PAKISTAN cricket is the romantic outsider of international cricket. The rebel. The fiery band of artists that tugs on heartstrings and brings tears to eyes. Whether those are tears of joy or devastation is never quite certain but it is the promise of an unexpected thrill that captivates.
Today, with the final of the 2017 Champions Trophy, Pakistan’s popular uprising is within one victory of overthrowing cricket’s ruling elite. In the unfathomable history of Pakistan cricket, this is the most unfathomable of all unfathomable cup runs.
Imran’s Tigers of 1992 were a powerful outfit before that year’s World Cup. It was the disastrous start to the tournament that was a surprise, not the ability of the players. By 1999, Pakistan assembled possibly their greatest ever one-day team, albeit prone to an unscripted disaster.
It showed in their vibrant play that led them to a World Cup final at Lord’s. Wasim Akram’s Pakistan didn’t perform. The greatest team had delivered the biggest disappointment.
In 2007, the first World T20 final was between India and Pakistan. Shoaib Malik’s men brimmed with T20 talent, and looked set to win a tight final until Misbah-ul Haq found short fine leg, ending Pakistan’s hopes. It wasn’t long before Pakistan were in another World T20 final at Lord’s in 2009. Again, it was a strong Pakistan team. It was the tournament of Shahid Afridi’s star celebration, of Mohammad Amir’s breathtaking wickets, and Younis Khan’s resignation from fun cricket immediately after winning the trophy.
In all these escapades, Pakistan’s success was potential fulfilled. That’s why this feels different. Nobody expected Pakistan to be at The Oval today. This raw, new Pakistan, formed by years of cricketing exile and haphazard organisation, is poised to win a major trophy.
Their opponents, India, are a model of consistency. A powerhouse batting order that boasts the world class skills of Virat Kohli and Rohit Sharma. The rest are proven limited overs performers. Big names with big reputations.
But the greatest challenge isn’t the ability of their opponents. The modern dynamic of India-Pakistan matches features a psychological barrier that Pakistan must overcome. Over the last decade against India, Pakistan won three and lost seven. In major tournaments, India lead Pakistan by 10-2. But the overall record is in Pakistan’s favour.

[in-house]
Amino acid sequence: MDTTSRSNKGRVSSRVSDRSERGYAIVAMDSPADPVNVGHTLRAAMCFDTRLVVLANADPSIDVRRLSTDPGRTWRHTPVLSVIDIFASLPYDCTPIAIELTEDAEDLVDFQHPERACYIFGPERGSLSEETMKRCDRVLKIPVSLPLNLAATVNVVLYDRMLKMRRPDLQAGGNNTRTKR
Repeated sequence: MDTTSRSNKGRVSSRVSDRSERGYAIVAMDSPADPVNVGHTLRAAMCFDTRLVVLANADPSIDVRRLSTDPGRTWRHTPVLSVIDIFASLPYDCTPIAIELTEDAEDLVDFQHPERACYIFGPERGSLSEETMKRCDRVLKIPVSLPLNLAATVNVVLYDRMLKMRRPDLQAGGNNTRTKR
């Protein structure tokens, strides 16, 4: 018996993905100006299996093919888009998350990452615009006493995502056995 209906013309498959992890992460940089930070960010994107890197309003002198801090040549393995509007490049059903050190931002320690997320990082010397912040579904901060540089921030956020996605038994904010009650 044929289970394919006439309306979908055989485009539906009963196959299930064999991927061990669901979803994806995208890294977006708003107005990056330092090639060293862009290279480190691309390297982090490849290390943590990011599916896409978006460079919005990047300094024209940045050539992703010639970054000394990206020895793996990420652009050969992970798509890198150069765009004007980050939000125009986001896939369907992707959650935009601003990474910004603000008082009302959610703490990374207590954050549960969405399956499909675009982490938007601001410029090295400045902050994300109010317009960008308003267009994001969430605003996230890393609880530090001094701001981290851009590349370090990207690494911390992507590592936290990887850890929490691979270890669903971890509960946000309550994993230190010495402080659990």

In all One-day Internationals, Pakistan lead India 72-52. And there is the crux. At one time, most notably following Javed Miandad’s last ball Sharjah six in 1986, Pakistan held a psychological advantage. Pakistan were to India then the mental monster that India is to Pakistan now. That hold was loosened around and after the 2003 World Cup, by an Indian team including Sachin Tendulkar, Virender Sehwag and Rahul Dravid.
While India called on their greatest players to turn the tide, Pakistan are relying on rookies and newbies. That is, of course, classic Pakistan, the romantic outsider, the rebel. And while India are favourites, Pakistan have more than a chance. As good a chance as in many years. Providing Pakistan can master their nerves, an upset is possible.
The main reason is Pakistan’s bowling, which has shone by shackling the mighty talents of England and South Africa. Even India’s batsmen were under control until the death overs. This Pakistan will have learnt from that embarrassment. Indeed, what has followed is little short of brilliant.
The pace attack of Amir, who is expected to play, Junaid Khan, and Hasan Ali is performing to world class standards. The spinners are enjoying the dry and worn nature of the pitches. This is all backed up by smart field placings and a higher standard in the field.
Sarfraz Ahmed is a new captain but is a bundle of energy and encouragement. Plans are clearly made in advance with the coaching staff and executed to the letter.
While the middle order is suspect, Pakistan’s opening partnership, featuring the unbridled aggression of Fakhar Zaman, sets a strong platform to chase totals. Pakistan’s main hope is that the formula works again, that the bowlers curtail India leaving a manageable target. But cricket is rarely straightforward. Hopes can be quickly dismantled. It is dangerous to expect too much. And, perhaps, that’s the way to deal with the emotion of a final against India.
Savour these rebels, this fiery band of artists, this new Pakistan, and expect too much. For, to many who have followed Pakistan cricket for enough years to make them weary, it is the return of the thrill of the fight, the passion, the aggression, and the attitude of the unfancied that fires our imaginations and binds us forever to their side.